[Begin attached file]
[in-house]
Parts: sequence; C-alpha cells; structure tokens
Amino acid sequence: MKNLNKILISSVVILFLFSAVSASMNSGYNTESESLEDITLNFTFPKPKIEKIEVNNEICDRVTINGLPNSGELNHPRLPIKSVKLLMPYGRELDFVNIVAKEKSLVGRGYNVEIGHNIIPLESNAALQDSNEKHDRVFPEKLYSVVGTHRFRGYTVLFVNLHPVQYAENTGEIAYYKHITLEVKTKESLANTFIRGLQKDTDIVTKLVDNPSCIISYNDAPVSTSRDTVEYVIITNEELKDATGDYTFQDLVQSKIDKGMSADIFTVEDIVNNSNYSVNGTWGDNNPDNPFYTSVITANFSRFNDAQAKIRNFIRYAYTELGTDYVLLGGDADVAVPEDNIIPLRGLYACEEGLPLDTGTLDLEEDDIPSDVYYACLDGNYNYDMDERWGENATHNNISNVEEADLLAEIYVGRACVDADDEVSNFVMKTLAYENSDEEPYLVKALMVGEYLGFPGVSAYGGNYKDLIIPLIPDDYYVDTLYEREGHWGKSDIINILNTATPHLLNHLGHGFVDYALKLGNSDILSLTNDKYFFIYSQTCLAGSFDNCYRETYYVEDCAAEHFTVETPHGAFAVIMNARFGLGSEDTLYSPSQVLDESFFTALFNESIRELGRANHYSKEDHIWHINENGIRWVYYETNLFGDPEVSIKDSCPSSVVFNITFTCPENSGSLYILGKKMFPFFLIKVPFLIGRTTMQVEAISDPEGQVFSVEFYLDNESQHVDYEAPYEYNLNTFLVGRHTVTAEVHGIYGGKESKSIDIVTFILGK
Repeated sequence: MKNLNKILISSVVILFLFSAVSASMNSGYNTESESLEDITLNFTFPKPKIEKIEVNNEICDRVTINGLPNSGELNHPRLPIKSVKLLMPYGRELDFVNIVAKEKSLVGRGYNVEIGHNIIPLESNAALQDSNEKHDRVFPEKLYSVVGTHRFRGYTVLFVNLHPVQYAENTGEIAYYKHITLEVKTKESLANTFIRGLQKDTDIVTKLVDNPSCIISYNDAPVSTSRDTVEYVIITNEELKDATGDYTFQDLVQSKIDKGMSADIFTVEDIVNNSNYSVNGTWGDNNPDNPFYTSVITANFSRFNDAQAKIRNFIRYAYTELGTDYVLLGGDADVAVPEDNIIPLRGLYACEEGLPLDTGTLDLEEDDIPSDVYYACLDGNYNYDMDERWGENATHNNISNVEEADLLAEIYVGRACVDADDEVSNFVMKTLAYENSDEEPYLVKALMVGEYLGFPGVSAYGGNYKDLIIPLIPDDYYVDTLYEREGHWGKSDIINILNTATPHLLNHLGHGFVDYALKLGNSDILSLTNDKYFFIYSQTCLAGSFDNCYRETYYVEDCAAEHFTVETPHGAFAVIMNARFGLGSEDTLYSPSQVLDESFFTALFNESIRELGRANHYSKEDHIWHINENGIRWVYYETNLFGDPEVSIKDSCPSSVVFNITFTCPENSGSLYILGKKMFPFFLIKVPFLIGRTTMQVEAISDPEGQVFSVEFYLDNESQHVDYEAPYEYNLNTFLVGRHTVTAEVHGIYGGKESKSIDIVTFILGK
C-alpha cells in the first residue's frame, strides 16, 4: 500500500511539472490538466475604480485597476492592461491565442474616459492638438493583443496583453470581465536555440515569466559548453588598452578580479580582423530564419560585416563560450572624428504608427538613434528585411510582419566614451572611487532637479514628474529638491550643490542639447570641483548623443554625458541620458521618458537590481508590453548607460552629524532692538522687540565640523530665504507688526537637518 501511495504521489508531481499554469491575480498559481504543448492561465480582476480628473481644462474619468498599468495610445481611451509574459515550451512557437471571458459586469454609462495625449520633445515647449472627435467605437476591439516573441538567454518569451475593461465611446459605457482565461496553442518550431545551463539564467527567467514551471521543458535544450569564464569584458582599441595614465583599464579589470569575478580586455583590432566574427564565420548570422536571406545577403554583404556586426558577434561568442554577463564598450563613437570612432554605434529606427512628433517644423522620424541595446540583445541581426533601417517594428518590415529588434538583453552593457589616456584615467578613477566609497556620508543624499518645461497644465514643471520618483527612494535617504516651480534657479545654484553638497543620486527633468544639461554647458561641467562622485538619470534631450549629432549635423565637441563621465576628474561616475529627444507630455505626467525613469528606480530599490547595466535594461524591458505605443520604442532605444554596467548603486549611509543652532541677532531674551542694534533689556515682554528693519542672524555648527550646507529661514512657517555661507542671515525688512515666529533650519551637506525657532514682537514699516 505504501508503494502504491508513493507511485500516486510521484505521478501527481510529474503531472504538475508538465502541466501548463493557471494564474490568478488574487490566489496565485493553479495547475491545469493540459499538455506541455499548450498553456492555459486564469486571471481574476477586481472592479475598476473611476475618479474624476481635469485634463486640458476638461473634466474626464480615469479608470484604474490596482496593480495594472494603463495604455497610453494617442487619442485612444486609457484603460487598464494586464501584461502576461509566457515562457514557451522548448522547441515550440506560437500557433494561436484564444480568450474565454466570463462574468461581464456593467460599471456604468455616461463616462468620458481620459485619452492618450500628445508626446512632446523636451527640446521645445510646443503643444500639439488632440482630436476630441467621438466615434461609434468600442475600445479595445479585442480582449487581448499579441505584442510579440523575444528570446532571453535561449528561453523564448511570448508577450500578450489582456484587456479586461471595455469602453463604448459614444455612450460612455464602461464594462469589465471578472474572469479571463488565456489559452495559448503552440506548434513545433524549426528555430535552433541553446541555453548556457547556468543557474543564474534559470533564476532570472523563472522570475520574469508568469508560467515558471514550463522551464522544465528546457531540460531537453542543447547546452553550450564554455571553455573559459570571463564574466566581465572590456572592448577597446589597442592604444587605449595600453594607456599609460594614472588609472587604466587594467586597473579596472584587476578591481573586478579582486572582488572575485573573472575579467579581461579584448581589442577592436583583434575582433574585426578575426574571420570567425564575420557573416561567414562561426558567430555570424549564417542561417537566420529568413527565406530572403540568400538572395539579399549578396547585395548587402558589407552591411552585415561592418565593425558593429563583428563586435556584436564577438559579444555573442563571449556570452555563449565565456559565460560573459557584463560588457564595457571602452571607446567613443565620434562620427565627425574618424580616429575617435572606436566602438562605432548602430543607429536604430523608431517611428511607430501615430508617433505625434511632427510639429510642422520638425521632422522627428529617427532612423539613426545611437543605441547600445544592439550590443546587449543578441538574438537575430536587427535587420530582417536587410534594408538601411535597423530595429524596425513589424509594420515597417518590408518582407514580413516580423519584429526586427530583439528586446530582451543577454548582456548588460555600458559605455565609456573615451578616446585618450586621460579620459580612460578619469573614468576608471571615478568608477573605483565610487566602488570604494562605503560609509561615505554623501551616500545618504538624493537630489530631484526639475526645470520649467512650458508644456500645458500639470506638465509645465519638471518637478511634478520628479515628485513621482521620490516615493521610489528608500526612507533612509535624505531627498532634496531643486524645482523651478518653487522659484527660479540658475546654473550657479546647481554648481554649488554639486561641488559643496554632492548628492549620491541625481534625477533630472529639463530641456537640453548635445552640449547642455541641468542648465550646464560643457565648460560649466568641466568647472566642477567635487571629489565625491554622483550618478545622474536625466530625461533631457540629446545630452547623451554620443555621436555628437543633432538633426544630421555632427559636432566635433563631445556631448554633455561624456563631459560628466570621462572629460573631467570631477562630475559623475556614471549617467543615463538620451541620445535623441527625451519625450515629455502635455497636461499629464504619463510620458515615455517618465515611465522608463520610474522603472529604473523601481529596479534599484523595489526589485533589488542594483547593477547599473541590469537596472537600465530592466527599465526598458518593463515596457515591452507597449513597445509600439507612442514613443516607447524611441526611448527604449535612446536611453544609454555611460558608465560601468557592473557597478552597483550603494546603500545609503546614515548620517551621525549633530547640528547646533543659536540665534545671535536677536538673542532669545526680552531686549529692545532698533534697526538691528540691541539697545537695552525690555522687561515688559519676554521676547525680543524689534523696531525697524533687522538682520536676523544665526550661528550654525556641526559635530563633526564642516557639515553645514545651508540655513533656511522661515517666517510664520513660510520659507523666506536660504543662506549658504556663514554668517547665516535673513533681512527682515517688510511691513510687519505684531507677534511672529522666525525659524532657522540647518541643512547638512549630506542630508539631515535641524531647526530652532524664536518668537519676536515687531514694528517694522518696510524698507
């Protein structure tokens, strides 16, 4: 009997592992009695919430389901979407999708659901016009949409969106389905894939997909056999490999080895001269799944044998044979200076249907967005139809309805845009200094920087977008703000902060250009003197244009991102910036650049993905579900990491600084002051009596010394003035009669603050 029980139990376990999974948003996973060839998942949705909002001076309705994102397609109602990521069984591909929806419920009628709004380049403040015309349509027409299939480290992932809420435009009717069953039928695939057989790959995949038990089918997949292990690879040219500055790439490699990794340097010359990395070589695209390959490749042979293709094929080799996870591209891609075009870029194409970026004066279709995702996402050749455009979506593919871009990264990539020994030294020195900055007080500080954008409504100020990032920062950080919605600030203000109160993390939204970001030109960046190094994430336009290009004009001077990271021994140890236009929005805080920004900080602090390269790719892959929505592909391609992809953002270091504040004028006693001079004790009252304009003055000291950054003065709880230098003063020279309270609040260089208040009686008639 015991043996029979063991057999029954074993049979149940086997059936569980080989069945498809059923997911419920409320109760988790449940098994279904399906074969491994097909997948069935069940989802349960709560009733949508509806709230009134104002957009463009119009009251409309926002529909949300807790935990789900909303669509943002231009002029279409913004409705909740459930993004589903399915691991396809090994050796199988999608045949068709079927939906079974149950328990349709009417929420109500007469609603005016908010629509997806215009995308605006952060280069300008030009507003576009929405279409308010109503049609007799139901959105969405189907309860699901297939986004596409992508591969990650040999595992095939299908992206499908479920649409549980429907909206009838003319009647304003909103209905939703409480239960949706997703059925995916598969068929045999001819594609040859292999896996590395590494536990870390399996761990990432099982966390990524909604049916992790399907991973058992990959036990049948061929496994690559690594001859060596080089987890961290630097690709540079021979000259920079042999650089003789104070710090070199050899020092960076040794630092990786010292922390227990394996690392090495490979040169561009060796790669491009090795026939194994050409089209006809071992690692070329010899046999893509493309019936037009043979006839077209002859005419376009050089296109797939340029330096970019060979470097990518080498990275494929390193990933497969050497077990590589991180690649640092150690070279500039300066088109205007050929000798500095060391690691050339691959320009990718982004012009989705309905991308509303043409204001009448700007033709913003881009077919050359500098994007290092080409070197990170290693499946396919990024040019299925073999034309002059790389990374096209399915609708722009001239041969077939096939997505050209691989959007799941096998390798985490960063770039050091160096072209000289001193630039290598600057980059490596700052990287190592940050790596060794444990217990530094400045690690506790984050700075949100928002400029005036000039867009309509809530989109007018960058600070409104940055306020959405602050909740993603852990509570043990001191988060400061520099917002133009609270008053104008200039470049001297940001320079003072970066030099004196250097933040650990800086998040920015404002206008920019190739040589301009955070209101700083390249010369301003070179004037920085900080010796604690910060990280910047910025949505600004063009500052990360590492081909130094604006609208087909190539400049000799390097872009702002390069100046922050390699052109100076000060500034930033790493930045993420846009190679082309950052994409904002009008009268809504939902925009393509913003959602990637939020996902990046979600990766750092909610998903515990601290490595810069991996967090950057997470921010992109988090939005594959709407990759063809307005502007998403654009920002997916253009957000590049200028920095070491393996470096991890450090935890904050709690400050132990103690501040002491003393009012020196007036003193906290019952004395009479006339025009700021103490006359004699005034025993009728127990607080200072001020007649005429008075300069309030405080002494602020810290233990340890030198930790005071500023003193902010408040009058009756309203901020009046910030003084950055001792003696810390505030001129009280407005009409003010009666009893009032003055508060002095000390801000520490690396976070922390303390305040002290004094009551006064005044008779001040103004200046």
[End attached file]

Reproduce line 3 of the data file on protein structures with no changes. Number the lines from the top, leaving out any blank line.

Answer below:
Amino acid sequence: MKNLNKILISSVVILFLFSAVSASMNSGYNTESESLEDITLNFTFPKPKIEKIEVNNEICDRVTINGLPNSGELNHPRLPIKSVKLLMPYGRELDFVNIVAKEKSLVGRGYNVEIGHNIIPLESNAALQDSNEKHDRVFPEKLYSVVGTHRFRGYTVLFVNLHPVQYAENTGEIAYYKHITLEVKTKESLANTFIRGLQKDTDIVTKLVDNPSCIISYNDAPVSTSRDTVEYVIITNEELKDATGDYTFQDLVQSKIDKGMSADIFTVEDIVNNSNYSVNGTWGDNNPDNPFYTSVITANFSRFNDAQAKIRNFIRYAYTELGTDYVLLGGDADVAVPEDNIIPLRGLYACEEGLPLDTGTLDLEEDDIPSDVYYACLDGNYNYDMDERWGENATHNNISNVEEADLLAEIYVGRACVDADDEVSNFVMKTLAYENSDEEPYLVKALMVGEYLGFPGVSAYGGNYKDLIIPLIPDDYYVDTLYEREGHWGKSDIINILNTATPHLLNHLGHGFVDYALKLGNSDILSLTNDKYFFIYSQTCLAGSFDNCYRETYYVEDCAAEHFTVETPHGAFAVIMNARFGLGSEDTLYSPSQVLDESFFTALFNESIRELGRANHYSKEDHIWHINENGIRWVYYETNLFGDPEVSIKDSCPSSVVFNITFTCPENSGSLYILGKKMFPFFLIKVPFLIGRTTMQVEAISDPEGQVFSVEFYLDNESQHVDYEAPYEYNLNTFLVGRHTVTAEVHGIYGGKESKSIDIVTFILGK